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Bad Economic Omens Since The Election

Since the election, the stock market has fallen substantially. The S&P 500 has fallen over 5 percent. The prospect of "Taxmageddon" (massive tax increases scheduled for the beginning of 2013), coupled with rising government spending that will crowd out private investment over the long run, is not a good omen. “Welfare is now the largest item in the federal budget, and under Barack Obama’s budget – the one that didn’t get any votes, but may nevertheless be a blueprint for the next four years – it is slated to grow another 30% in Obama’s second term.”

While some middle-class tax cuts enacted under Bush may be extended, new taxes included in Obamacare (like its tax on investment income and Medicare tax increase for the upper middle class) will go into effect in 2013 and tax rates will rise on upper-income households. These tax increases, however, will be a drop in the bucket compared to America's trillion-dollar deficit. (Even if all the Bush tax cuts for everyone were canceled -- not just for the rich -- such a tax increase would raise only $380 billion, eliminating only a little over a third of the deficit. To get the deficit under control, we need to cut skyrocketing welfare spending, eliminate agricultural subsidies, trim unnecessarily high Pentagon spending, and reduce wasteful education spending.)

Jobless claims went up 78,000 the week after the election, with Ohio and Pennsylvania hardest hit; "the number of people seeking unemployment benefits" rose “to a seasonally adjusted 439,000 last week, the highest level in 18 months.” The Obama administration delayed releasing alarming food stamp figures until after the election. They showed a record 47.1 million people on food stamps, a new all-time record, and the monthly increase of 420,947 was the biggest monthly increase in a year. Exploding food stamp use reflects a lingering bad economy (high unemployment is masked by discouraged workers leaving the work force and thus not being counted as unemployed in official unemployment figures, and by skyrocketing numbers of able-bodied people going onto Social Security Disability), loosened eligibility requirements (the federal government effectively rewards states for qualifying non-poor people for food stamps), and rising fraud that now amounts to billions of dollars (the Obama administration has cracked down on states that have attempted to fight mushrooming fraud).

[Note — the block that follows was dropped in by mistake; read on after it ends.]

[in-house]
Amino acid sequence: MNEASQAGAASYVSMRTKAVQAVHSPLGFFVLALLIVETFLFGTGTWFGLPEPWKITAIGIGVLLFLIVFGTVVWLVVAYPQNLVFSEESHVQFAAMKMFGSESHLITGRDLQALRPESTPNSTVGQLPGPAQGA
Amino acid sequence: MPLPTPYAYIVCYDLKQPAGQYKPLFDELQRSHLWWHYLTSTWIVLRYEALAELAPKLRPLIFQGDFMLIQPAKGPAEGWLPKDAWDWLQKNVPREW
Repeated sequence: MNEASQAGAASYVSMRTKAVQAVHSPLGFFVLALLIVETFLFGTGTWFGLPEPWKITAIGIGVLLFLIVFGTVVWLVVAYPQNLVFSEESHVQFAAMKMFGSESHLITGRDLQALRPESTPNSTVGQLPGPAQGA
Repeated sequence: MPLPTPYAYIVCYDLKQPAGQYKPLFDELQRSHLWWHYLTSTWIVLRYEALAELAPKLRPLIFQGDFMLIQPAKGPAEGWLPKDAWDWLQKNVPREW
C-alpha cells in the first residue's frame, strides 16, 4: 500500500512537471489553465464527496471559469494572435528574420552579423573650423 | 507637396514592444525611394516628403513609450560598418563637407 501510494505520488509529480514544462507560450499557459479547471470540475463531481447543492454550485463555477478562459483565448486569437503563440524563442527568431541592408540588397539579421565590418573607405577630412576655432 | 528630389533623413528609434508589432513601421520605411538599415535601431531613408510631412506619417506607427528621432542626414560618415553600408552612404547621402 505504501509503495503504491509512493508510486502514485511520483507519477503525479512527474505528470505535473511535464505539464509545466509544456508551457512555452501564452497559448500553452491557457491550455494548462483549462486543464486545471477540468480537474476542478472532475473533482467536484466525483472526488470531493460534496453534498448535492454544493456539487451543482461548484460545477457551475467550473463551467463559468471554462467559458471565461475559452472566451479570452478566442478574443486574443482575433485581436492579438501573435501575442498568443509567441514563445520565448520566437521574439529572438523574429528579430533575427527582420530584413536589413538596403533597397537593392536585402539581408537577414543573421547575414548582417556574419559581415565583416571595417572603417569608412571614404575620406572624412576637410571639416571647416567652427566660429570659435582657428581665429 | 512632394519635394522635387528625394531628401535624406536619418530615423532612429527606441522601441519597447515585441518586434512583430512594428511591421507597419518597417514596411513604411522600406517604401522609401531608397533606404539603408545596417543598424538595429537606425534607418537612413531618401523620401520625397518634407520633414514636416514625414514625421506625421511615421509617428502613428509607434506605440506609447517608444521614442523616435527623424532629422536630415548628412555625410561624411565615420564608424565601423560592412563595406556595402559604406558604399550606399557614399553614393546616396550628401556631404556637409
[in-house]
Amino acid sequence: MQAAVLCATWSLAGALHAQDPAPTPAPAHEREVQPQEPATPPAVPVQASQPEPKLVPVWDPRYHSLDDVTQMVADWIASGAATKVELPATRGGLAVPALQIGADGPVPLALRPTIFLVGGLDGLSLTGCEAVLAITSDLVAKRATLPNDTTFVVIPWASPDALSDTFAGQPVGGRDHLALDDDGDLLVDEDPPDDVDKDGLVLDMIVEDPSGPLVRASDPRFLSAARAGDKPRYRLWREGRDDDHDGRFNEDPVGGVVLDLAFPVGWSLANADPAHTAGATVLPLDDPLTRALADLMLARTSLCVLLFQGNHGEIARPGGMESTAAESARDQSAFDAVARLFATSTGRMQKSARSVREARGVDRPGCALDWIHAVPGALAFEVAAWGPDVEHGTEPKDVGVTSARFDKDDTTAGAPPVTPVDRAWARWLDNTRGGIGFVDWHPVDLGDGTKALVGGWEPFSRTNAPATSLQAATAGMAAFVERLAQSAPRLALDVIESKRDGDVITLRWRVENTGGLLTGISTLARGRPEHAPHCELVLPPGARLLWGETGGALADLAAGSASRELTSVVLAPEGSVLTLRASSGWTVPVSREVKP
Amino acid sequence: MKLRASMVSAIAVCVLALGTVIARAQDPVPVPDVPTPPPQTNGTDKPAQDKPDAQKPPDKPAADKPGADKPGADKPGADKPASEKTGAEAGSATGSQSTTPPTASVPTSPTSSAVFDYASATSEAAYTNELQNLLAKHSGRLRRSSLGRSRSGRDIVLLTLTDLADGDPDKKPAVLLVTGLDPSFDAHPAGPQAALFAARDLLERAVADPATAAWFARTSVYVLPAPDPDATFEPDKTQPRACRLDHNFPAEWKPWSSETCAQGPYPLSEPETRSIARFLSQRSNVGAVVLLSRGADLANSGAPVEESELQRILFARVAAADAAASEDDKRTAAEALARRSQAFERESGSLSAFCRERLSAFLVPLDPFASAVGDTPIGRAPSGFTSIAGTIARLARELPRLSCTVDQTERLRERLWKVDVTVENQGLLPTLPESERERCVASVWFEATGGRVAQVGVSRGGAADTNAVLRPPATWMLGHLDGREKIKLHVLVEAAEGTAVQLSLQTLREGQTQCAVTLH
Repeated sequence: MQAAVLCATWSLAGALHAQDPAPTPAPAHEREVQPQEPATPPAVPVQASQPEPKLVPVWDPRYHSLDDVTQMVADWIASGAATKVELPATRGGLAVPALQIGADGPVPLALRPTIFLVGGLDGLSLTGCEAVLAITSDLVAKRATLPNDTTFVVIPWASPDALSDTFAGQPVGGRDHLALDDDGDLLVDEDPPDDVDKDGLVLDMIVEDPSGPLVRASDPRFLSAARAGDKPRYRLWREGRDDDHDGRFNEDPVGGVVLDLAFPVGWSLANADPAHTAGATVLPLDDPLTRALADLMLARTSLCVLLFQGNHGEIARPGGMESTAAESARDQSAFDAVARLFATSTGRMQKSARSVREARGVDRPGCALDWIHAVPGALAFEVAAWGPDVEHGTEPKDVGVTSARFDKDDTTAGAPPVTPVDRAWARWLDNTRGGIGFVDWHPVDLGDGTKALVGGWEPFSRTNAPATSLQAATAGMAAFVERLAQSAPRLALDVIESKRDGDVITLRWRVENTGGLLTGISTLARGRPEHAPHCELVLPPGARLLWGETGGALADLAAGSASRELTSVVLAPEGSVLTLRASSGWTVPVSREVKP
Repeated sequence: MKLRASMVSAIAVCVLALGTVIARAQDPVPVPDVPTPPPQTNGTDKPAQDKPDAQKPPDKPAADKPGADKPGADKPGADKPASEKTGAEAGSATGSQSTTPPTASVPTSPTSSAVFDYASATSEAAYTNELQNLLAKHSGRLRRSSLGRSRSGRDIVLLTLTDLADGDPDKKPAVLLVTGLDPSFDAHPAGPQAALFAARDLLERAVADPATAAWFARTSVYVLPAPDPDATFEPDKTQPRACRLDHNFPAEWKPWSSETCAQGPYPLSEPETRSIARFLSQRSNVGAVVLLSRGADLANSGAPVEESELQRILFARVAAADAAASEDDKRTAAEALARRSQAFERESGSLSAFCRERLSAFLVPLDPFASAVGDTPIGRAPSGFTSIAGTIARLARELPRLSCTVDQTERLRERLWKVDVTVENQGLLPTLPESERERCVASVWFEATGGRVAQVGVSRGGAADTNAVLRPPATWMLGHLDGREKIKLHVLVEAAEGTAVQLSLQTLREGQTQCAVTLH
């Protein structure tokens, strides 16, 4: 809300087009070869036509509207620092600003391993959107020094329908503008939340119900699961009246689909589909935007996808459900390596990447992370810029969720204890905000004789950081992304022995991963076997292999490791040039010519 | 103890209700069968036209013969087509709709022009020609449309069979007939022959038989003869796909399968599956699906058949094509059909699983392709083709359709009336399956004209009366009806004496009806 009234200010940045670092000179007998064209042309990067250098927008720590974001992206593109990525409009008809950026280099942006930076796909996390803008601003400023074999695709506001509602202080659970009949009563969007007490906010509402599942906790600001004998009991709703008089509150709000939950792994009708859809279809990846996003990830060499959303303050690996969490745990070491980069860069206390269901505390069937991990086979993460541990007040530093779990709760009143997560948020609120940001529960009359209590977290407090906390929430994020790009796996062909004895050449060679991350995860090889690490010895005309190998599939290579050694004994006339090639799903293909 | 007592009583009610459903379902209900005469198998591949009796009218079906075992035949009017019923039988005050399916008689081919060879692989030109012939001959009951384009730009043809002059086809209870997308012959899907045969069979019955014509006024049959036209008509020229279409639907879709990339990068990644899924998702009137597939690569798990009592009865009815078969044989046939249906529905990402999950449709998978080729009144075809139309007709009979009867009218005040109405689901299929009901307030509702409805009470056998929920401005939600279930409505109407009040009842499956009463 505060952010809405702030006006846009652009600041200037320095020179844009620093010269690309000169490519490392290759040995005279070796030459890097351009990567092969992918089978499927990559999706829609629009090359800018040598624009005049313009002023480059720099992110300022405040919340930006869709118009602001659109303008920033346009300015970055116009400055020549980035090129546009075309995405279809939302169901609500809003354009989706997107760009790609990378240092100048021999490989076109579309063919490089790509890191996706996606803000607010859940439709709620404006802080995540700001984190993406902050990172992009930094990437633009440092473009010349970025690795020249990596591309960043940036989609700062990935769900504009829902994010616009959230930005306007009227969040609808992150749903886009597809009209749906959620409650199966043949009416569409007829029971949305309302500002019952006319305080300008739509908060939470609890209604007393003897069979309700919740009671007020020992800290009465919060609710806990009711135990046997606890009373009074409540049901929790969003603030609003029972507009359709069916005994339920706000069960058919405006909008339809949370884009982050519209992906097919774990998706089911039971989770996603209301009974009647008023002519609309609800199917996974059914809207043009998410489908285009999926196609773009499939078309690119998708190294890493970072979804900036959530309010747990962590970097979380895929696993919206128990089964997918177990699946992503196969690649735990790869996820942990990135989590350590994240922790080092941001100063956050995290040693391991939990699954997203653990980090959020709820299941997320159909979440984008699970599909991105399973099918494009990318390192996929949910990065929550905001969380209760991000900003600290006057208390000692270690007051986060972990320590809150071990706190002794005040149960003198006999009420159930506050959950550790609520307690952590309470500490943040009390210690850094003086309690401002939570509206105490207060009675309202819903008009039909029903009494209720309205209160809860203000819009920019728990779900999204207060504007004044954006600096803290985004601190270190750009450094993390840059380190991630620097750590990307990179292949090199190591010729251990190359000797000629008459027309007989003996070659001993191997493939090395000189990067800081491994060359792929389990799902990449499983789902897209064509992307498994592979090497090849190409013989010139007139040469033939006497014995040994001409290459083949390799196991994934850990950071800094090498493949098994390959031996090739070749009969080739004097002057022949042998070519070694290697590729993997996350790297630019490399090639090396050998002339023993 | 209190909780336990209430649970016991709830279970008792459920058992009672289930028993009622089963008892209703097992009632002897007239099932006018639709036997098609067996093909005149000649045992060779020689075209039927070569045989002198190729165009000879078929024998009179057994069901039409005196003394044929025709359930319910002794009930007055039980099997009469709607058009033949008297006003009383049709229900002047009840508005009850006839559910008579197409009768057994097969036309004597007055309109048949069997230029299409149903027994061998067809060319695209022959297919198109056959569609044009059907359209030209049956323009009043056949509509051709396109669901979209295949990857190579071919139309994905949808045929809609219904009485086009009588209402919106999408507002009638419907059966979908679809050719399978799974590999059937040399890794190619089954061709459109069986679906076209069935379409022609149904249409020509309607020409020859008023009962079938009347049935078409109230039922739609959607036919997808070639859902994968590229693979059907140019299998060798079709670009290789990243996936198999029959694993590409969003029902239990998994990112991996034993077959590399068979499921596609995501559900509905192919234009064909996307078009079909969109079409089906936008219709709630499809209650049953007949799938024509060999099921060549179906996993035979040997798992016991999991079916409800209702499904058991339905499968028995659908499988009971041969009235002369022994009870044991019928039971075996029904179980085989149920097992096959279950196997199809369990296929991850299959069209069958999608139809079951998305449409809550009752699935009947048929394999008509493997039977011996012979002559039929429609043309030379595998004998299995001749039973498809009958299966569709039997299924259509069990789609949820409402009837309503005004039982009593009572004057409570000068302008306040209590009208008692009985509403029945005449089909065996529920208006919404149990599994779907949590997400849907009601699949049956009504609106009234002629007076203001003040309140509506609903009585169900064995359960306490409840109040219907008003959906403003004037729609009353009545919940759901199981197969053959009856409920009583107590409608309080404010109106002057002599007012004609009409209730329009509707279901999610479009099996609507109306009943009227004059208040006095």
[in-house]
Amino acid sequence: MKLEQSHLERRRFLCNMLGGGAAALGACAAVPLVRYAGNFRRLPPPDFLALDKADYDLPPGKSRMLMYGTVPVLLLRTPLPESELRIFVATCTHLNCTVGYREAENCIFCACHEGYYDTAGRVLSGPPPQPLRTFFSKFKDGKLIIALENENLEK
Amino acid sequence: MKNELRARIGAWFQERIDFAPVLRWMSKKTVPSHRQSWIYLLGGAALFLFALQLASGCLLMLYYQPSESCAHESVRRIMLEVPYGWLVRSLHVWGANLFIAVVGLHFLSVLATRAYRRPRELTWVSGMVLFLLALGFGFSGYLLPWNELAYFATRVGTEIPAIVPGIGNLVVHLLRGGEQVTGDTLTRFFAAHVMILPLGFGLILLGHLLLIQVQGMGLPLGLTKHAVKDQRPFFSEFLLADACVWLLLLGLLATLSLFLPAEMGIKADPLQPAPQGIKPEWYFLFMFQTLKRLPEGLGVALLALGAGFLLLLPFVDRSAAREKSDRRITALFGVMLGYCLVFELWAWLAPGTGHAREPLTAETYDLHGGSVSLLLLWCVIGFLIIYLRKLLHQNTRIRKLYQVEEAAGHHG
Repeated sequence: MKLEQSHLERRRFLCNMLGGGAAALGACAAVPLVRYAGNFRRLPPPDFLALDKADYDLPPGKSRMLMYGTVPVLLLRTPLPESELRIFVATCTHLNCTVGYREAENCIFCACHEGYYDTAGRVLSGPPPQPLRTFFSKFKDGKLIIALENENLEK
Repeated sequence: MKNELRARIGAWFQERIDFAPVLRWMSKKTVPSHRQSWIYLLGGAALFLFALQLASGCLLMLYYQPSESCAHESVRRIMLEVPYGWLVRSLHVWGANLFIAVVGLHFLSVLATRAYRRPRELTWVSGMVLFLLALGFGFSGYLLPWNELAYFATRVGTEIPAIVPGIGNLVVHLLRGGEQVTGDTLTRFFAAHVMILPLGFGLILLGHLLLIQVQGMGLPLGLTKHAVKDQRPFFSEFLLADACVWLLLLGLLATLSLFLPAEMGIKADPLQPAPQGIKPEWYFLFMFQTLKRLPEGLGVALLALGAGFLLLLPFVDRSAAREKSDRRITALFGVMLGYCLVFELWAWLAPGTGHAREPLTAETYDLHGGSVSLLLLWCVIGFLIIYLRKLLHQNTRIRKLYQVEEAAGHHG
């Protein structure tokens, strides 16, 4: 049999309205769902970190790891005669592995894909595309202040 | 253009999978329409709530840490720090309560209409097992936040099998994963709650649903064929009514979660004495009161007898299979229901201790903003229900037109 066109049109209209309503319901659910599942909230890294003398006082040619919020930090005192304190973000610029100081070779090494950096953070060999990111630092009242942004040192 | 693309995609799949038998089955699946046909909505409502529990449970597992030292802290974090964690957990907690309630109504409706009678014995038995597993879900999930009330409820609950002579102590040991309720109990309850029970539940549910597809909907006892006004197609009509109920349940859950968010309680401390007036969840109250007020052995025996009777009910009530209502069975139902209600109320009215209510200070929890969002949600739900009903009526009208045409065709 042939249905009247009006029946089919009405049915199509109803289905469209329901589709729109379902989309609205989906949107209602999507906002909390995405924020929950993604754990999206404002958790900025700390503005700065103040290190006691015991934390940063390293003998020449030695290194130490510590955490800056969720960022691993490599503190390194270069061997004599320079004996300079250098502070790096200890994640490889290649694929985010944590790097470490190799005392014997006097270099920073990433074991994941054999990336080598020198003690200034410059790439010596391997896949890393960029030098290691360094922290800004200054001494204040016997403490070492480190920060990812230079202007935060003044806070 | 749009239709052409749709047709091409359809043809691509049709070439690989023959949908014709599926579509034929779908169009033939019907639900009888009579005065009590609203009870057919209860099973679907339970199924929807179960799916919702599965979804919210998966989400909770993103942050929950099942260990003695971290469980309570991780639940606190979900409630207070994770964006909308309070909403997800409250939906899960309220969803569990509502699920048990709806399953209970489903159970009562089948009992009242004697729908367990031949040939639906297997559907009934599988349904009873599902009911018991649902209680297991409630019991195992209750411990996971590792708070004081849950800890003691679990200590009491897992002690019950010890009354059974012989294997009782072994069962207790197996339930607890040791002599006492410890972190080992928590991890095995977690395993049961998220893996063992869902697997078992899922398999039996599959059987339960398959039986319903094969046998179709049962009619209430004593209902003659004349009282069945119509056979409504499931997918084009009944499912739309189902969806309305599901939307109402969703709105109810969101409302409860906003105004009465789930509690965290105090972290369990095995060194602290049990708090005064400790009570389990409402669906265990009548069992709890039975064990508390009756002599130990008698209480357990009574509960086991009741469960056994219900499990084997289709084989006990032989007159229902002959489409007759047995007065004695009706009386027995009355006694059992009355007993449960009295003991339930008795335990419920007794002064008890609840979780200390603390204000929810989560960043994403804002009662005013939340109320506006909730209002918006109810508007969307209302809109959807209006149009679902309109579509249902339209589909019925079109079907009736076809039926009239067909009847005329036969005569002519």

Thrifty people with investments will be particularly hard hit by tax increases backed by Obama. For example, “the tax on dividends will skyrocket from 15 percent to 43.4 percent” for many investors. America already has higher capital gains taxes and taxes on investment income than most countries, and the U.S. tax code is already more progressive than the tax codes of Germany, Belgium, or the United Kingdom, which heavily tax consumption through value-added taxes. This attack on thrifty people (and government bailouts for irresponsible people with decent incomes who did not save any money despite having a relatively high income) will discourage saving, investment, and economic growth in the future. America's savings rate is already much lower than it was a generation ago.

Most of the automatic budget cuts provided for by current law -- the so-called sequestration -- will probably never happen (although such cuts are badly needed to balance the budget). Congress and the president will probably rescind most of them, since too many special interests oppose the cuts. Budget cuts often fail to get implemented. A classic example are the cuts to doctors' Medicare reimbursements that Congress passed in the late 1990s (in order to claim it was reducing spending), but which it has since temporarily rescinded each year since then. (The fact that these imaginary cuts are rescinded each year did not stop Congress from cynically taking credit for these cuts yet again when it passed Obamacare, in order to falsely claim that Obamacare would reduce the deficit.)

If the automatic budget cuts did happen, the economy would temporarily shrink a little as a result, then grow faster ever thereafter, just as Canada’s economy boomed after it slashed government spending in the 1990s, and America experienced an “economic boom” after the federal government slashed spending in 1946. Conversely, even spending purportedly designed to stimulate the economy tends to shrink it in the long run -- such as the $800 stimulus package, which the Congressional Budget Office says will have a "net negative effect" on GDP over the long term.

President Obama has continually violated his 2008 campaign pledge of a “net spending cut” by pushing for massive spending increases. Welfare spending will rise further due to Obamacare reducing levels of employment.  Employers such as hotels, restaurants, and retailers are now cutting full-time workers and replacing them with part-time workers (which artificially makes the unemployment rate look lower than it really is) to avoid costly Obamacare mandates that apply to employers of full-time employees.  Many other companies announced layoffs shortly after the election. "A day after  Barack Obama earned a second term in the White House, Papa John's founder and CEO John Schnatter said the president's signature health care reform law would increase his business costs and possibly result in employees' hours being cut."